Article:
DR JEREMY BURGESS / SCIENCE PHOTO LIBRARY DR JEREMY BURGESS / SCIENCE PHOTO LIBRARY
A Mexican sunflower, Tithonia rotundifolia, infected by grey mould, Botrytis cinerea. The picture shows a flower bud that had partially opened before an infection of grey mould caused the (hollow) flower stalk to collapse. The bracts of the flower, previously green, are almost entirely covered by fungal mycelium producing spores (brown, mealy appearance), as is the upper part of the stem. B. cinerea is the anamorph (non-sexual) stage of the widespread and common pathogenic fungus, Botryotinia fuckeliana. It reproduces by asexual spores called conidia, the grey-brown powder visible in this picture. It is a serious pest of many plants, including crops such as strawberries, raspberries, tomatoes and courgettes, and occurs mainly in damp conditions in summer and autumn. T. rotundifolia is a late flowering annual from Mexico, particularly suspectible to grey mould in damp autumn weather.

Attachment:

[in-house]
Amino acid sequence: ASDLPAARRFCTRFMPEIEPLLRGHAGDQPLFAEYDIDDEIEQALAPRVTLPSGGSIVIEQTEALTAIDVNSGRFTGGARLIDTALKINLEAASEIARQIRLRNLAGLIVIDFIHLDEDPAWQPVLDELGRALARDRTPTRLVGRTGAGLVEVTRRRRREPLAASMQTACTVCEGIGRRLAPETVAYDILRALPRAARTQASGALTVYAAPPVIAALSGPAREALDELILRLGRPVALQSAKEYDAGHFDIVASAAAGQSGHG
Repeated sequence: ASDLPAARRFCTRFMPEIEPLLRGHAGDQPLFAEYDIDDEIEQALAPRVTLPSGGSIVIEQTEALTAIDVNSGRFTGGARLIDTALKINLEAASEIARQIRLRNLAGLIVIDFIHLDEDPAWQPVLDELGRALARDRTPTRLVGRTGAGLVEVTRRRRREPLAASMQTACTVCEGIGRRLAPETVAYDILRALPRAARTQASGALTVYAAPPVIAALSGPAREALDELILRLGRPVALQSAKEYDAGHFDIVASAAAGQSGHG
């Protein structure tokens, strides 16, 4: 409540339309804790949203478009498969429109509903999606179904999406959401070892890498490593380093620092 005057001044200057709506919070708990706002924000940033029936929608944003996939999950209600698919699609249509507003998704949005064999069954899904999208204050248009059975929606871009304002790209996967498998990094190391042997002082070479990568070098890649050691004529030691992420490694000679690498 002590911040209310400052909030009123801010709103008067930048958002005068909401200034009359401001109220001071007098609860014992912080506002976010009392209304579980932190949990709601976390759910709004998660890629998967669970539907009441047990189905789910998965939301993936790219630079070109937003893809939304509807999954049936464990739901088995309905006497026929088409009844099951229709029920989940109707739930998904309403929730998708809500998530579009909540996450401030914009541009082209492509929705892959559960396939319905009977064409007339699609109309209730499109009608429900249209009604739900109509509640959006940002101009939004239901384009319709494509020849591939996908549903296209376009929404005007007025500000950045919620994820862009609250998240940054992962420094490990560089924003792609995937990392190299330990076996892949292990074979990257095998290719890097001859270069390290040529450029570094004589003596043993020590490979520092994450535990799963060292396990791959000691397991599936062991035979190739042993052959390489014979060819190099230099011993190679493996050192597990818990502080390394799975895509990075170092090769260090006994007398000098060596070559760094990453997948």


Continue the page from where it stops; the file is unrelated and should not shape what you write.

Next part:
Model release not required. Property release not required.